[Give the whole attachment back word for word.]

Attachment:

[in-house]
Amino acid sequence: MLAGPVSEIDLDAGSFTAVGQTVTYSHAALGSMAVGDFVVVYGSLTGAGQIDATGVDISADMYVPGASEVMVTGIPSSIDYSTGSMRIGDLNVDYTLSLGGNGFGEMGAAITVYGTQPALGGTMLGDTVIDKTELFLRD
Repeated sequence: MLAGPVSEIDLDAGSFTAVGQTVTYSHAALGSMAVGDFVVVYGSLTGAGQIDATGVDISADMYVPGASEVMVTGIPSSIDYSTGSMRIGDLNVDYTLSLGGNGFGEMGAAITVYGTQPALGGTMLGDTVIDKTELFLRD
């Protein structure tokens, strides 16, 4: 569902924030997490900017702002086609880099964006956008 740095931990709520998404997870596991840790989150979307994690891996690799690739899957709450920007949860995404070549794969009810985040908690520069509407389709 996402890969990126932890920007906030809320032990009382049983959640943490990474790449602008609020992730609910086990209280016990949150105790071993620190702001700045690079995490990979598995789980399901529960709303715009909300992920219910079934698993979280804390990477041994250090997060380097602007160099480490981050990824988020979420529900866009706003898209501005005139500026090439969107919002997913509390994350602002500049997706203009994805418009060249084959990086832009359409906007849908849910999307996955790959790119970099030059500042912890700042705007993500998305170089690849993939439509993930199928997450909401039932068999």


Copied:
[in-house]
Amino acid sequence: MLAGPVSEIDLDAGSFTAVGQTVTYSHAALGSMAVGDFVVVYGSLTGAGQIDATGVDISADMYVPGASEVMVTGIPSSIDYSTGSMRIGDLNVDYTLSLGGNGFGEMGAAITVYGTQPALGGTMLGDTVIDKTELFLRD
Repeated sequence: MLAGPVSEIDLDAGSFTAVGQTVTYSHAALGSMAVGDFVVVYGSLTGAGQIDATGVDISADMYVPGASEVMVTGIPSSIDYSTGSMRIGDLNVDYTLSLGGNGFGEMGAAITVYGTQPALGGTMLGDTVIDKTELFLRD
């Protein structure tokens, strides 16, 4: 569902924030997490900017702002086609880099964006956008 740095931990709520998404997870596991840790989150979307994690891996690799690739899957709450920007949860995404070549794969009810985040908690520069509407389709 996402890969990126932890920007906030809320032990009382049983959640943490990474790449602008609020992730609910086990209280016990949150105790071993620190702001700045690079995490990979598995789980399901529960709303715009909300992920219910079934698993979280804390990477041994250090997060380097602007160099480490981050990824988020979420529900866009706003898209501005005139500026090439969107919002997913509390994350602002500049997706203009994805418009060249084959990086832009359409906007849908849910999307996955790959790119970099030059500042912890700042705007993500998305170089690849993939439509993930199928997450909401039932068999």